The two are not mutually exclusive. There's no reason why people cannot be
civil AND improve the community. Pretending it's a non-issue is only doing
yourself a disservice. If anything I feel you should apologize for your
rudeness to the core committers, it's completely unwarranted.


On Sat, May 3, 2014 at 3:33 PM, Felipe Contreras <felipe.contreras / gmail.com
> wrote:

> On Sat, May 3, 2014 at 3:05 PM, Kevin Walzer <kw / codebykevin.com> wrote:
> > On 5/3/14, 3:24 PM, Felipe Contreras wrote:
> >>
> >> If you lose him because of a disagreement on how "%s %z" should be
> >> parsed (and he disagrees with everyone on this), maybe he wasn't worth
> >> working with in the first place.
> >
> > In most open source projects, maintainers of a module/library/component
> of
> > the core library are the final arbiter of what patches are accepted into
> > their domain. Patches may be rejected for any reason or no reason.
>
> That is simply not true.
>
> > Speaking as the maintainer of a significant upstream component of Ruby
> (Tk's
> > Mac bindings), I am grateful for patches. The submitter may very well be
> > smarter than me about the subject in question and I am happy to commit
> their
> > patch if the use-case is reasonably well-explained, and causes no
> > side-effects when applied.
> >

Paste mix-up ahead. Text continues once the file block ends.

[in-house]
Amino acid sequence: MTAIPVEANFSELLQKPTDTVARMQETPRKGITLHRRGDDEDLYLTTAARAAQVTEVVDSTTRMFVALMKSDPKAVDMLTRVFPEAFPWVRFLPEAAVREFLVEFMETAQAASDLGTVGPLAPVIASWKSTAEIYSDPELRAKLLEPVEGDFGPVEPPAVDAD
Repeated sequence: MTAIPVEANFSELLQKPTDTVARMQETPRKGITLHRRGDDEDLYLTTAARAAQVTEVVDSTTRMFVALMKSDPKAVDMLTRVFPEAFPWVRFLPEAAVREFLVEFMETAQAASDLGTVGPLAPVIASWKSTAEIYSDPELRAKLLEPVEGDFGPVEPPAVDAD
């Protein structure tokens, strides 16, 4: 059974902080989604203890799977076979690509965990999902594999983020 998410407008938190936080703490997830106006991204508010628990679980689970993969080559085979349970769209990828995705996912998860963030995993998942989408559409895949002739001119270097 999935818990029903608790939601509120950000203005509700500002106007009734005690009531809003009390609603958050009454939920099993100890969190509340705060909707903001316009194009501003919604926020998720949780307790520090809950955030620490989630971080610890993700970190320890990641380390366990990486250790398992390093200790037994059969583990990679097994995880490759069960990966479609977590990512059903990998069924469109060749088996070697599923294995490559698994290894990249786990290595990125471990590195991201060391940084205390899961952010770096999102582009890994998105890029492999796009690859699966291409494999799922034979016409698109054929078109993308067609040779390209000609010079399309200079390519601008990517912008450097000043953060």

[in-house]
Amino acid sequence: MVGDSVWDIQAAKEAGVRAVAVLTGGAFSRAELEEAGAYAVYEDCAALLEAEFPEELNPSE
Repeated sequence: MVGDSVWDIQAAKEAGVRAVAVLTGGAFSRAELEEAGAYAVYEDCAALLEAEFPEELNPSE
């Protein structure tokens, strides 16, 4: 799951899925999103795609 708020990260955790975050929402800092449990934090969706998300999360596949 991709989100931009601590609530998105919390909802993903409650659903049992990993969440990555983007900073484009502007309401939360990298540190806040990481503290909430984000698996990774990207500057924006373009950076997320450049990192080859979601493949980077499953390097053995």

> > However, sometimes I do not accept patches. This could be because I don't
> > understand the use case for the patch, do not agree with the solution to
> the
> > problem, or do not agree that the issue in question *is* a problem. In
> such
> > cases, the only time I would expect to be second-guessed by another
> member
> > of the project would be if their technical expertise were greater than or
> > equal to mine.
>
> In most projects when one or more maintainers of other modules might
> disagree, and then there's always a leader (e.g. Linus Torvalds) that
> makes the final decision. So no, in most projects the module
> maintainers are not the final arbiters of what goes in those modules.
>
> > In most cases, the "consensus" you are looking for simply does not exist.
>
> But in this case there is. That's why Time.strptime() got fixed,
> Rubinius's Time.strptime() got fixed, and Rubinius DateTime.strptime()
> got fixed.
>
> > Patches are not reviewed by a committee, patches are typically reviewed
> by
> > individuals who provide expertise that other members of the project
> lack. If
> > an individual with unique or significant expertise leaves a project,
> there
> > simply may not be anyone to replace him or her. When the maintainer
> involved
> > is the original author of the code, this is especially true. Matz has
> > indicated as much with the maintainer in question.
>
> There is a concept know as the "bus factor" that measures how
> concentrated is the knowledge shared in the team. If losing a single
> developer can cause such big problems, that's not ideal.
>
> > I can also echo others in this thread that the arrogance you have
> displayed
> > in your comments far overshadows any technical merit your arguments might
> > have. In my own domain, I welcome constructive disagreement and can even
> be
> > persuaded by it, but if you come at me with the kind of combative
> attitude
> > you have displayed, I will end the discussion quickly and advise you to
> > maintain your own fork of the code with your patch applied--that is,
> after
> > all, one of the benefits of open source.
>
> So you don't care what is better for the Ruby project, you just want
> to have nice and pleasant discussions. Got it.
>
> [1] http://en.wikipedia.org/wiki/Bus_factor
>
> --
> Felipe Contreras
>